McKay was minister of agriculture in the Robert Atkinson Davis* government, 1874–78. The programme of the Bureau of Agriculture and Statistics over which he presided was confined, as were those of other departments of the Manitoba government of that period, by inadequate funds. However, the bureau did undertake the compilation of information for the advancement of agriculture and the encouragement of immigration, and supported the establishment of agricultural societies. McKay represented Lake Manitoba in the Legislative Assembly, 1877–78. Throughout his political performance, he was described by a contemporary as “cautious, of excellent judgment in some instances; but had implicit faith in the advice of the clergy and [was] not likely to oppose the views of the Archbishop [Alexandre-Antonin Taché* ]. I must say in fairness he considered those opposed to him, and was at all times willing to discuss public questions with his opponent, with a degree of justice, and at times wonderful adroitness.”
From 1873 to 1875 McKay had also been a member of the Council of the North-West Territories in which he concerned himself with problems affecting the native population, including the regulation of the buffalo hunt and the control of the liquor traffic. It was in the settlement of Indian claims that McKay made his most significant public contribution. He had assisted in the negotiation of Indian Treaties No 1 (Lower Fort Garry) and No 2 (Manitoba Post on Lake Manitoba) in 1871, and No 3 (North West Angle of Lake of the Woods) in 1873. He was one of the commissioners for Treaty No 5 (Winnipeg) in 1875 and for Treaty No 6, concluded at Forts Carlton and Pitt (near present-day Lloydminster) in 1876. As Alexander Morris*, lieutenant governor of Manitoba and the North-West Territories, pointed out, McKay on these occasions “had the opportunity of meeting with them [the Indians] constantly, and learning their views which his familiarity with the Indian dialects enabled him to do.” He was both negotiator and interpreter. At Fort Carlton, in 1876, he said to the Indians: “I hope you will not leave until you have thoroughly understood the meaning of every word that comes from us. We have not come here to deceive you, we have not come here to rob you, we have not come here to take away anything that belongs to you, and we are not here to make peace as we would to hostile Indians, because you are the children of the Great Queen as we are, and there has never been anything but peace between us.” Morris’ observation that this “remarkable man, the son of an Orkneyman by an Indian mother . . . possessed large influence over the Indian tribes, which he always used for the benefit and the advantage of the government” must be coupled with other statements attesting to his generosity in treating with the Indians. He was associated with his fellow commissioners in Treaty No 6 in according additional benefits to the Indians, including provision for medical supplies and for assistance in times of epidemic and general famine, and during the initial period of establishment on reserves.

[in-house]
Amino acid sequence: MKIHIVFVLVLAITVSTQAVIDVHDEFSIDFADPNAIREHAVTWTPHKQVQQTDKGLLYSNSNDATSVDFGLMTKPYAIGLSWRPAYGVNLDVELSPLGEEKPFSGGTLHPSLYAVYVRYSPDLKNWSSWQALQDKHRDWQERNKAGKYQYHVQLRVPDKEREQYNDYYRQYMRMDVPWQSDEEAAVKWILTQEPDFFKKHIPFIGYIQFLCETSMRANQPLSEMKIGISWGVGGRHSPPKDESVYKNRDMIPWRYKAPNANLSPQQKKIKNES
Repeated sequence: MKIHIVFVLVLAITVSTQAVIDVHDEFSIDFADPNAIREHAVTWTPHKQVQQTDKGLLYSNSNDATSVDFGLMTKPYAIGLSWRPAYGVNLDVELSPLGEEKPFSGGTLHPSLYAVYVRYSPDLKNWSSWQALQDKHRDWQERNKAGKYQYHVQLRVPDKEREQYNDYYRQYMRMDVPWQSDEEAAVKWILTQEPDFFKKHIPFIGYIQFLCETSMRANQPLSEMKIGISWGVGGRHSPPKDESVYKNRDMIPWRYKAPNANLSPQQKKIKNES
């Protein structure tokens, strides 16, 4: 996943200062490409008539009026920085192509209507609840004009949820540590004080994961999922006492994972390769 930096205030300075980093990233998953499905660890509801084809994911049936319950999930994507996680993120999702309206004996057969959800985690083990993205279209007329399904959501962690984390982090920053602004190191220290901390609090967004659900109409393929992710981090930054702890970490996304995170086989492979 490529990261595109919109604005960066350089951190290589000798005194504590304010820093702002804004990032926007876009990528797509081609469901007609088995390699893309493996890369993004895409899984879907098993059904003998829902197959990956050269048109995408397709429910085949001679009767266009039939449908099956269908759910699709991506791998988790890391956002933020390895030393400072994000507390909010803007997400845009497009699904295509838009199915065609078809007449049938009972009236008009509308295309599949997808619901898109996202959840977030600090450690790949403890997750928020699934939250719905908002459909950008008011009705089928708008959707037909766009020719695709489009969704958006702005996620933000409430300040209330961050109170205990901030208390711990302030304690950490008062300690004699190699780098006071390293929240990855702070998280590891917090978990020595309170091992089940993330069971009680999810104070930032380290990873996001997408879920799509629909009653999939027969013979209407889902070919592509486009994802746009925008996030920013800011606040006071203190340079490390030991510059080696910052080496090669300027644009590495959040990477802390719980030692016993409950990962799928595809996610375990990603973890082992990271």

James McKay died at his estate in the parish of St James. “His career spanned the transition from a way of life based on the nomadic buffalo hunt and fur trade to one based on agriculture and settlement.”
Archives des sœurs grises (Saint-Boniface, Man.), Chroniques de la Rivière-Rouge, 10 avril 1863, 10 août 1866; Registre des orphelines, 1846–1904, p.11, no.63. PAC, MG 26, A (Macdonald papers), correspondence with Adams George Archibald, 1870–72, and Alexander Morris, 1872–73 (copies in SAB). PAM, Alexander Morris, Lieutenant-Governor’s collection, correspondence and papers, 1872–77; Alexander Morris, Ketcheson collection, 1869–77 (copies in SAB). SAB, Saskatchewan Historical Society, 37. Canada, Sessional papers, III (1870), PT.5, no.12, 93–95. Canadian North-West (Oliver), I, 71, 85, 125–26; II, 1011–75. Morris, Treaties of Canada with Indians, 195. Palliser papers (Spry). Southesk, Earl of [James Carnegie], Saskatchewan and the Rocky Mountains: a diary and narrative of travel, sport, and adventure, during a journey through the Hudson’s bay company’s territories, in 1859 and 1860 (Edinburgh, 1875). Manitoba, Statutes, 1873–78. Manitoba Free Press (Winnipeg), 3 Dec. 1879. Can. parl. comp., 1874, 481, 483; 1875; 1877, 363, 371. Donnelly, Government of Manitoba, 3–25. Margaret McWilliams, Manitoba milestones (Toronto and London, ), 106–12. Morton, Manitoba, a history. J. H. O’Donnell, Manitoba as I saw it from 1869 to date, with flash-lights on the first Riel Rebellion (Winnipeg and Toronto, 1909), 53–54. I. M. Spry, The Palliser expedition; an account of John Palliser’s British North America expedition 1857–1860 (Toronto, 1963). L. H. Thomas, The struggle for responsible government in the North-West Territories, 1870–1897 (Toronto, 1956), 56, 64, 83. F. A. Milligan, “The establishment of Manitoba’s first provincial government,” HSSM, Papers, 3rd ser., no.5 (1948–49), 5–18. R. T. F. Thompson, “Deer Lodge through the century,” HSSM, Papers, 3rd ser., no.22 (1965–66), 95–98.